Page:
TULSA — Petroleum engineers from around the world are gathering here this week to share the latest advances in maximizing oil production.
Officials from three companies involved in enhanced oil recovery operations spoke Monday at the opening session of the Society of Petroleum Engineers’ 19th Improved Oil Recovery Symposium at the Renaissance Tulsa Hotel and Convention Center. The five-day event, which runs through Wednesday, drew more than 800 professionals from more than two dozen countries.
Event chairman Sada D. Joshi said enhanced recovery methods remain an important part of the oil and natural gas industry, even with domestic production booming.
Joshi, president of Tulsa’s Joshi Technologies International Inc., said such processes can rejuvenate mature oil fields or boost production in newer unconventional plays.
“We have plenty of room to keep going,” he said.
Enhanced oil recovery projects currently account for about 11 percent of domestic production.
Monday’s panelists highlighted the differences between smaller independent operators and major oil producers, as executives from Chaparral Energy Inc., Occidental Petroleum Corp. and ExxonMobil shared insight on their operations.
Chaparral is operating the largest enhanced oil recovery project in Oklahoma with the Burbank Field in Osage County.
The privately held company has invested $325 million in the project, which represents about half of Chaparral’s reserves. It includes a 68-mile pipeline that carries carbon dioxide from a fertilizer plant in Coffeyville, Kan. Scott Wehner, Chaparral’s senior vice president of enhanced oil recovery operations, said the company began injecting CO2 into the ground last summer.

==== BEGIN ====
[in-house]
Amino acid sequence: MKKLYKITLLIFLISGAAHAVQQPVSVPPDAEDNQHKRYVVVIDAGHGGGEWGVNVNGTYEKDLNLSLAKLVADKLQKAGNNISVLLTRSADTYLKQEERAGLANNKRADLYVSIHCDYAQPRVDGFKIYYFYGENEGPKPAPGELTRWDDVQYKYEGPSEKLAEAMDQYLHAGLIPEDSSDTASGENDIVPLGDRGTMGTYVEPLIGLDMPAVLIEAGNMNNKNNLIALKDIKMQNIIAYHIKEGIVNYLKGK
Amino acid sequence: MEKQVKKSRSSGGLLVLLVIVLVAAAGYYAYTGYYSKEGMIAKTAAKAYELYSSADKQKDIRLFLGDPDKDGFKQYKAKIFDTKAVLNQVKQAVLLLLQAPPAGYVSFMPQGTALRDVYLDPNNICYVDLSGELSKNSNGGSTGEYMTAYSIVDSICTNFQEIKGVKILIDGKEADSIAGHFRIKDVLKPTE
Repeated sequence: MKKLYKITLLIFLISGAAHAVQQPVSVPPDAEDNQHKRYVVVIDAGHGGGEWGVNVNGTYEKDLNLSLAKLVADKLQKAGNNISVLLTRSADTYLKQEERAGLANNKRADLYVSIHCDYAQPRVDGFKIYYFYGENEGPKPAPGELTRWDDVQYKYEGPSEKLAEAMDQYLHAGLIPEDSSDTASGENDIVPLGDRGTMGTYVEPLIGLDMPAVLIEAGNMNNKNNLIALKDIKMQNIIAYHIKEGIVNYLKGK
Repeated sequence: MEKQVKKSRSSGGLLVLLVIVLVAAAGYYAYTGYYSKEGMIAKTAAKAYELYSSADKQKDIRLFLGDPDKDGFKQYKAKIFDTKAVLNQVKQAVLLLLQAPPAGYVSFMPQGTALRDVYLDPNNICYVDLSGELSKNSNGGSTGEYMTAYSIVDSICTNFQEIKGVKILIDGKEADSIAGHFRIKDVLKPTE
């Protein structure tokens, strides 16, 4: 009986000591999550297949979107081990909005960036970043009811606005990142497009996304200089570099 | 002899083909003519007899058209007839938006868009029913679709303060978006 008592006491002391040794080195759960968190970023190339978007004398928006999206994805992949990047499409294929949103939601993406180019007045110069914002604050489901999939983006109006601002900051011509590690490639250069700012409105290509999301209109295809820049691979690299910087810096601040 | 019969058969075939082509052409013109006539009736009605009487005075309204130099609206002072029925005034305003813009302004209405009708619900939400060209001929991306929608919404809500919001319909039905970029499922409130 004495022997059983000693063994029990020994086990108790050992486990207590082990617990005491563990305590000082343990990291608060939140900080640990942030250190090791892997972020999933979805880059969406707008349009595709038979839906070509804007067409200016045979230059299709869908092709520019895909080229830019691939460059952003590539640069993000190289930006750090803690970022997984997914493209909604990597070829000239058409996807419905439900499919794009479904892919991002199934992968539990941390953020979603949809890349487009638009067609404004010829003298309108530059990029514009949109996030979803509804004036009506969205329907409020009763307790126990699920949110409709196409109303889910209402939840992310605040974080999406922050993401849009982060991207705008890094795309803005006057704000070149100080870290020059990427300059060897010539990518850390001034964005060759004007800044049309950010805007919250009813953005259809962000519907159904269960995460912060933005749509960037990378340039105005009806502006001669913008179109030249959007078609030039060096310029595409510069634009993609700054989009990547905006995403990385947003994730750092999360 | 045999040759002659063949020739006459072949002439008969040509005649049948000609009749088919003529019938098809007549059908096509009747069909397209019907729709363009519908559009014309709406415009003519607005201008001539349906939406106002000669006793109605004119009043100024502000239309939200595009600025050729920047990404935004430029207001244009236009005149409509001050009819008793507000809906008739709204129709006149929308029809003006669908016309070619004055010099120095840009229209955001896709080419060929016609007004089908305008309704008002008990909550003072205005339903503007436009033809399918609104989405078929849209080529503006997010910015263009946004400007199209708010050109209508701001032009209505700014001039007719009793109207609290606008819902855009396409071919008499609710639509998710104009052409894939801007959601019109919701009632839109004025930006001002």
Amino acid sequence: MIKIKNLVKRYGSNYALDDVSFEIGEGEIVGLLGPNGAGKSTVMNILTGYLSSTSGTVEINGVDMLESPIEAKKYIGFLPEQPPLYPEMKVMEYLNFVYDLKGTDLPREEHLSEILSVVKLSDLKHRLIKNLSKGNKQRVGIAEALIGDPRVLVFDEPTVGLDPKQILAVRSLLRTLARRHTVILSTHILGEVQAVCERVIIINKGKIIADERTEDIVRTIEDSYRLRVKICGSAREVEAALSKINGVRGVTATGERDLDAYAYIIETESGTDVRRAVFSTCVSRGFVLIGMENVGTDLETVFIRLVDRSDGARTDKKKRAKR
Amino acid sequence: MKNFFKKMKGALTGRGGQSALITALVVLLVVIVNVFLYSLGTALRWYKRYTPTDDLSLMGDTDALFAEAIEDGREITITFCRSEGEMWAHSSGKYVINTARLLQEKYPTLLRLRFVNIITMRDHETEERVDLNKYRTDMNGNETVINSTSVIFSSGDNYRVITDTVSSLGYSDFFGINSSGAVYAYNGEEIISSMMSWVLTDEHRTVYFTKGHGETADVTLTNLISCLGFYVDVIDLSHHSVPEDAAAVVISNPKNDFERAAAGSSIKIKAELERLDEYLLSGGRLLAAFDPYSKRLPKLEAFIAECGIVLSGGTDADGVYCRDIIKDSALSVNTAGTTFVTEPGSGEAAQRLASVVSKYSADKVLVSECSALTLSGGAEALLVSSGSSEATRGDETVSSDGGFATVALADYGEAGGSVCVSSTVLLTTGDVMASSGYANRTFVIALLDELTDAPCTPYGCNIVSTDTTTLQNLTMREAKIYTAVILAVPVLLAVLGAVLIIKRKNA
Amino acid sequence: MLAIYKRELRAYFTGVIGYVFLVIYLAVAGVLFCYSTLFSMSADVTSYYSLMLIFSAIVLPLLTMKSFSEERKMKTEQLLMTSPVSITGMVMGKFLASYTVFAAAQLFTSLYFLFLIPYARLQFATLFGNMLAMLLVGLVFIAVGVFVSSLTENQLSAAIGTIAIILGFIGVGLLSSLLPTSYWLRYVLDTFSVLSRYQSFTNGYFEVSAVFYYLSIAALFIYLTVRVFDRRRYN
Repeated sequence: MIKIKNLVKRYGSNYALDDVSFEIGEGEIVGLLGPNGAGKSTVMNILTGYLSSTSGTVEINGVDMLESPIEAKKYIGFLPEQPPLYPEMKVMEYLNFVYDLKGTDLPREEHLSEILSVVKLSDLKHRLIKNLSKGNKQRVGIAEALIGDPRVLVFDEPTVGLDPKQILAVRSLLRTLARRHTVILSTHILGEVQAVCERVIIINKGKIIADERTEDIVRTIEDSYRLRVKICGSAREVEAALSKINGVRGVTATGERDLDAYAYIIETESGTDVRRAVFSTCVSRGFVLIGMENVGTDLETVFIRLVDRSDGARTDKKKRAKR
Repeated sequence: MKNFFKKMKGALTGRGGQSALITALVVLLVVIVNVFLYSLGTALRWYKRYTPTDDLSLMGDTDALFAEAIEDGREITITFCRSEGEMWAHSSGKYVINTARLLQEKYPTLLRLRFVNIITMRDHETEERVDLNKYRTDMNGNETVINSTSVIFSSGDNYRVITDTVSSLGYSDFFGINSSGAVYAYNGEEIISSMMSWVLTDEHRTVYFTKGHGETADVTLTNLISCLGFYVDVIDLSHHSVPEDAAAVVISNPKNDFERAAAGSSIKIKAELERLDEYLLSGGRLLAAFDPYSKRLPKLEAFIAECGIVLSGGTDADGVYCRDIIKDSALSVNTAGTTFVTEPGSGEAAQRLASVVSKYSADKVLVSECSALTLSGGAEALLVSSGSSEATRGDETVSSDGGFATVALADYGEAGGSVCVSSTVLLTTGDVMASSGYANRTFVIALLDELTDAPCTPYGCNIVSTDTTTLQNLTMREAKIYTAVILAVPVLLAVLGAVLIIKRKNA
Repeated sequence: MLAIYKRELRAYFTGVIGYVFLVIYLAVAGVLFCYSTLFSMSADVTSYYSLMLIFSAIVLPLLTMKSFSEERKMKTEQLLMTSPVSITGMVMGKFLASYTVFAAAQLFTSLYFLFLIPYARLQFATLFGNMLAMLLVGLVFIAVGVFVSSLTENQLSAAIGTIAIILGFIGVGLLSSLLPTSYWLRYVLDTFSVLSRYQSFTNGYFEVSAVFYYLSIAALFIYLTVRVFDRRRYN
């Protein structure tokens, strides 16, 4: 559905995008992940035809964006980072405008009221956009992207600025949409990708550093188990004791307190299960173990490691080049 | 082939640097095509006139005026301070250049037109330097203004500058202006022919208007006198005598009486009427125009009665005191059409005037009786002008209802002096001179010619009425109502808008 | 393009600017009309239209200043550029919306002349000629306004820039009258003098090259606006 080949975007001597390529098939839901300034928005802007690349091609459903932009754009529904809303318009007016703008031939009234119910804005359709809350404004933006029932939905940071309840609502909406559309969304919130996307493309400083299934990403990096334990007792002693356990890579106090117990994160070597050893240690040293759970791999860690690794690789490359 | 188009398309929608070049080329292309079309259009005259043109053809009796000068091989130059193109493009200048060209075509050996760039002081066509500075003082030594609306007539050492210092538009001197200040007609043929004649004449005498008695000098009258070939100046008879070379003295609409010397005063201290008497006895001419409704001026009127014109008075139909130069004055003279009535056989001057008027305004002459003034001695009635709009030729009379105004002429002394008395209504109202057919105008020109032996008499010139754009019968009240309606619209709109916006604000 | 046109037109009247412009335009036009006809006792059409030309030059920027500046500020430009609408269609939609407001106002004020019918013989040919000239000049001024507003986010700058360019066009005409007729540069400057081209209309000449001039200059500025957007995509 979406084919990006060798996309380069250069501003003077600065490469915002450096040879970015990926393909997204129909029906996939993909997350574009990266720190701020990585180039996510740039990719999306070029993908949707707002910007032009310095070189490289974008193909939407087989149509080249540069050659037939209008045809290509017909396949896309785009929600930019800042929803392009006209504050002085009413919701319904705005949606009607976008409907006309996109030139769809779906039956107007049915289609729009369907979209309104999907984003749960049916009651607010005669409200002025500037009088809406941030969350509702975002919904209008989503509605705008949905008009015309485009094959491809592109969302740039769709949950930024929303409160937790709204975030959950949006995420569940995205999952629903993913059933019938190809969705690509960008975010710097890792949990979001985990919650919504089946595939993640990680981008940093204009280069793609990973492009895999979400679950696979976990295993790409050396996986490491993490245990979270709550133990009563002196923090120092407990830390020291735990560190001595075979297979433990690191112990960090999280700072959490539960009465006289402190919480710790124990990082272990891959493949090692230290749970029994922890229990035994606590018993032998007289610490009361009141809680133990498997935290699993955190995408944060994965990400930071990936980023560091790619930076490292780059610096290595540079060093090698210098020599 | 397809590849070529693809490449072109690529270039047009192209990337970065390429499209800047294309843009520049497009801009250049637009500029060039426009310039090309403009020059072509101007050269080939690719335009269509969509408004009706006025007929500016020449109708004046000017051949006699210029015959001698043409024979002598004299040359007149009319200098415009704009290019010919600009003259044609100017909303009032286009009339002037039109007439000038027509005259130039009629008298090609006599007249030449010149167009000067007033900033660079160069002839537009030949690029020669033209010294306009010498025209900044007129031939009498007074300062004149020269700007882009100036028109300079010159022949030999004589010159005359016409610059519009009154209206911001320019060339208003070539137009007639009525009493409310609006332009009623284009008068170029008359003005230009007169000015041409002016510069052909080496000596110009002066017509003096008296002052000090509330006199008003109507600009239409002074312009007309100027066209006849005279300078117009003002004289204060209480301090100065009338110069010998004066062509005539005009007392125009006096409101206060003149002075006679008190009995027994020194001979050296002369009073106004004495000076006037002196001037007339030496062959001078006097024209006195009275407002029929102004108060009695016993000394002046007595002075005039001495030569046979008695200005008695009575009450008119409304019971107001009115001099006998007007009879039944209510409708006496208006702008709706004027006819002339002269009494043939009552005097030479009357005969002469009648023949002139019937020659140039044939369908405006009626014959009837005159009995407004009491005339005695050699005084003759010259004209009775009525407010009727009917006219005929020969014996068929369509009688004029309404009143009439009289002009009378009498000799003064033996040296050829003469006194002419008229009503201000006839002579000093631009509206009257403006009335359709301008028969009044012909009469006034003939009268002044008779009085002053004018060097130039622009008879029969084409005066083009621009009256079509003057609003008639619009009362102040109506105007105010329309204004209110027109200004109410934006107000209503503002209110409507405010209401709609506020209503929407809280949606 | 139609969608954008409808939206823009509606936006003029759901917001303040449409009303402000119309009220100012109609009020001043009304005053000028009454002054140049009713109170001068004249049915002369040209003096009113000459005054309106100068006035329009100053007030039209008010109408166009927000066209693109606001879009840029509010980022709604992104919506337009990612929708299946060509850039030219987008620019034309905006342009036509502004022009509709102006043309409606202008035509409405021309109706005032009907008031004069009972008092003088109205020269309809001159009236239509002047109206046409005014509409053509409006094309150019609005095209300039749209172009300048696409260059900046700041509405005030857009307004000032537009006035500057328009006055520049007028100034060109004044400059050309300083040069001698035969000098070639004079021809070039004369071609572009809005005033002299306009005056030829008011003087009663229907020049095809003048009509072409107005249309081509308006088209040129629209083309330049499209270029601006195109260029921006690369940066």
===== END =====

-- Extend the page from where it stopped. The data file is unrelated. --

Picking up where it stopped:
Officials hope production from the field will peak at about 12,000 barrels of oil a day for Chaparral.
Wehner said smaller projects can pay off as well, pointing to a Chaparral venture in the Texas Panhandle. He said the Booker field is composed of high-quality sandstone tucked between layers of shale where traditional drilling methods unearthed only about 12 percent of the 18 million barrels of recoverable oil in place.
Water flooding proved unsuccessful, but Wehner said Chaparral expects to be able to recover nearly a quarter of the field’s oil after starting CO2 injection in 2009.
He said Chaparral recouped its initial $13 million investment in the project after only five years. The company expects to net about $40 million from the Booker project, which also yielded valuable lessons for future endeavors.
Occidental has been working with a variety of enhanced recovery methods for more than 30 years.
“We have everything that you can dream of under the sun operating in California,” said Ed Behm, director of planning and evaluation for Occidental subsidiary Permian Resources.
He said the company has exciting prospects in Texas, South America and the Middle East, but he spotlighted its efforts in California’s Kern First Field.
Behm said drilling began there in 1913, but Occidental has managed to turn that marginal project into an area with 1,100 wells that produce more than 10,000 barrels of oil a day. He said the company built co-generation plants as a cheap source of steam used to heat heavy oil in that field.
Industry giant ExxonMobil evaluates potential projects in stages.
Gary F. Teletzke, team lead for enhanced oil recovery at ExxonMobil Upstream Research Co., said the company screens the economics for each one and identifies possible injectants that could boost production. The most promising processes are tested in Exxon’s lab and in the field to help determine a commercial plan.
Exxon has worked with enhanced oil recovery techniques around the world, starting with gas injection tests in the 1950s. The first commercial operations began in the ’70s and ’80s, mostly involving water and gas injection.
Teletzke said Exxon also has tested many processes for extracting heavy oil in Canada.
The company is actively researching solvent-assisted projects to reduce the viscosity of thick bitumen in that country’s oil sands. Crews have added diluent to steam used to heat the bitumen, while also testing cyclic injection of solvents to reduce water use and greenhouse gas emissions.
We have everything that you can dream of under the sun operating in California.”
Director of planning and evaluation for Occidental subsidiary Permian Resources